What are Convertible Debentures?

A debenture is a fixed-income debt instrument. There are two types of debentures: convertible debentures and non-convertible debentures. In this article, we will understand the meaning of convertible debentures. A convertible debenture is a hybrid financial instrument that gives you the best of both fixed income opportunities and a window for capital appreciation.

You can convert your convertible debentures into company equity shares on maturity. This is their speciality. Conversion into shares is an option you can exercise depending on the market, share price, conversion ratio, etc. It is suitable for investors looking for a safe investment option with the potential for higher returns.

What is a Convertible Debenture?

A convertible debenture is a long-term hybrid debt instrument. A company can issue convertible debentures to raise funds for its working capital or expansion needs. Convertible debentures give you an option to convert your holdings into equity shares at a specified time. 

These schemes pay fixed interest at specified intervals – monthly, annually, or cumulative. In addition, you can exercise the right to swap the holding with the company’s stock upon maturity.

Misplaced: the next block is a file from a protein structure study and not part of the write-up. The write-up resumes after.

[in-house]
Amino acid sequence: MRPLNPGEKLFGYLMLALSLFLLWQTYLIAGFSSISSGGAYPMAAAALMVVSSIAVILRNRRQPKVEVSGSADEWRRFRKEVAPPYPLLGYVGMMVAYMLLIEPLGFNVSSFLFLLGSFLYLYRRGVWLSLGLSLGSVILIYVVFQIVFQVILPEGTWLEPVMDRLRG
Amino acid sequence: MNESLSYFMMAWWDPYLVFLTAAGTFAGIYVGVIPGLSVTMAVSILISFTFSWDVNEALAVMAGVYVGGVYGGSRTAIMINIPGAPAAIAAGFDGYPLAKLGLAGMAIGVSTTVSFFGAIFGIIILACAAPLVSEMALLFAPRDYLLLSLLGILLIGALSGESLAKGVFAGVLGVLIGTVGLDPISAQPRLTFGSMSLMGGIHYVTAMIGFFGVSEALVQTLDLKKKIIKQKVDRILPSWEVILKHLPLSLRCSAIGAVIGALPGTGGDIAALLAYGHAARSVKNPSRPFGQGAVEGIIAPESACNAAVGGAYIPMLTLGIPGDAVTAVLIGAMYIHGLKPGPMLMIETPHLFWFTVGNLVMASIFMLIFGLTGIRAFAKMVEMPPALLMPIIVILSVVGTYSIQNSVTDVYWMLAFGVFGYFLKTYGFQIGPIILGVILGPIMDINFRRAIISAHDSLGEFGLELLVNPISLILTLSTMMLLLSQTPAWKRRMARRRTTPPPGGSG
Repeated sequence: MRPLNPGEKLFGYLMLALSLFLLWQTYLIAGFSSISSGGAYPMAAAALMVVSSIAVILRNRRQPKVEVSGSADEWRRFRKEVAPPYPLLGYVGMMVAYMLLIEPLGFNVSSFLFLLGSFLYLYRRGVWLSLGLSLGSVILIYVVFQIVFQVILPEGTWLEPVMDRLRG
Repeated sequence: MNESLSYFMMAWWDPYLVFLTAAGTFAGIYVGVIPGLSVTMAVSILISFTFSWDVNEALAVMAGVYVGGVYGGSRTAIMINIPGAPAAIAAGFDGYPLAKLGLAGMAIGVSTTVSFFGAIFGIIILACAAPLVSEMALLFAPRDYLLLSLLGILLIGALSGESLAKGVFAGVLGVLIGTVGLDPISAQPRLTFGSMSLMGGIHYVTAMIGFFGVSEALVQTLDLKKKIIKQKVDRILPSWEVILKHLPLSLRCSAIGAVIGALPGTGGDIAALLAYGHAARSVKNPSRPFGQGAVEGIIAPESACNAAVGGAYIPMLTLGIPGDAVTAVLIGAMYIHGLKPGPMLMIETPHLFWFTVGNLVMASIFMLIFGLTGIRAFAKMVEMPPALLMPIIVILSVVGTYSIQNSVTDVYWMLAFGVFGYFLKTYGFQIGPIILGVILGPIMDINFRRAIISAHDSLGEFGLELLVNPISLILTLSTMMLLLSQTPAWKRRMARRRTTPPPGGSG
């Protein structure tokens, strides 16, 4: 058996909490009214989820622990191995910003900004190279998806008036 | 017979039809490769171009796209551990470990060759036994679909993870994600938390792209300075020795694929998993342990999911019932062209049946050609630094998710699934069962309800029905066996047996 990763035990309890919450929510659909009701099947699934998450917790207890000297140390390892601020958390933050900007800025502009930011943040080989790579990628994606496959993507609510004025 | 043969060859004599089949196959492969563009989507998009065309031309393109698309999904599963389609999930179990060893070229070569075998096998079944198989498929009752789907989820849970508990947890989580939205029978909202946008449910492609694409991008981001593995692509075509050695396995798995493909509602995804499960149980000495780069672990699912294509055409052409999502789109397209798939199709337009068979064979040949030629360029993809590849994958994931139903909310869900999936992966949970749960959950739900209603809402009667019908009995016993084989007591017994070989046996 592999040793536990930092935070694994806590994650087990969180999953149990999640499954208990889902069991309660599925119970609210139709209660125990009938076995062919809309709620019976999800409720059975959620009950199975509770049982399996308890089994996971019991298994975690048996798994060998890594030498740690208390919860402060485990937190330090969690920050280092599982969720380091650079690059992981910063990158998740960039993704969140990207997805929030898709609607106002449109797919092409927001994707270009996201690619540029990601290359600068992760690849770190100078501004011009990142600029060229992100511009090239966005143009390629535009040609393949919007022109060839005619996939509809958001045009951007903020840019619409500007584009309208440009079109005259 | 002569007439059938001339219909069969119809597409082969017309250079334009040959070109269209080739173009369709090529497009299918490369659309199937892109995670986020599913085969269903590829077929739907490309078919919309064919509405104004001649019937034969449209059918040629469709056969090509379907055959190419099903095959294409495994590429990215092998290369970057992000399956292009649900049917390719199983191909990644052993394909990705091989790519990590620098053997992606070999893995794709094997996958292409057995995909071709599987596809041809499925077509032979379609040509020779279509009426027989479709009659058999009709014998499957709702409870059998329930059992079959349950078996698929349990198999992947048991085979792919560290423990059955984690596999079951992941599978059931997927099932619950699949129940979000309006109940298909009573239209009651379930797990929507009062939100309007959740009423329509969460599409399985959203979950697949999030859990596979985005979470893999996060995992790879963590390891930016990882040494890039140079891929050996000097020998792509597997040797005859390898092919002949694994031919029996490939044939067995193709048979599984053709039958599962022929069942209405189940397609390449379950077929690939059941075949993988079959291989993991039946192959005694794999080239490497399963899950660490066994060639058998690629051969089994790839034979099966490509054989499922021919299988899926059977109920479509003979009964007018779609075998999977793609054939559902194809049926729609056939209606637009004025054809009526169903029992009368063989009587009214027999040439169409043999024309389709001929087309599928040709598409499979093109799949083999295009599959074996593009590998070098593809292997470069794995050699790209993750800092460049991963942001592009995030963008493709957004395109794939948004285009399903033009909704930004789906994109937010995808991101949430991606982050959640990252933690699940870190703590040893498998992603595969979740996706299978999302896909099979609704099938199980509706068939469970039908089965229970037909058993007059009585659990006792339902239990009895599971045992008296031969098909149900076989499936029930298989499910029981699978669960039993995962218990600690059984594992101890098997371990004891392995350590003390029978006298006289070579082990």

The conversion factor is specific to every issue. Companies issue convertible debentures to take advantage of the tax benefits linked with the interest payments.

Usually, debentures do not have any collateral security. A convertible debenture reduces the risk involved in holding an unsecured debt investment since it gets converted into equity shares. The interest rates are generally lower than other debt instruments due to the equity conversion benefit.

Example of Convertible Debenture

Let us take an example and see how convertible debentures work: Suppose you hold convertible debentures of Rs. 1 lakh with an interest rate of 3% per annum. It offers a conversion to equity on maturity at a 1:20 ratio. It means that for every debenture of Rs. 1,000 denomination, you will get 20 equity shares.

The issuer decides the conversion ratio at the time of the debenture issue. You have the right to hold on to the debenture till maturity and not convert it into equity. It gives you a choice to decide depending upon the market factors. If the share price is high, conversion is profitable, and if the stock is not doing well, you can opt to not convert. Some of the risks associated with investing in unsecured debt are mitigated by providing the bondholder with this option.

Types of Convertible Debentures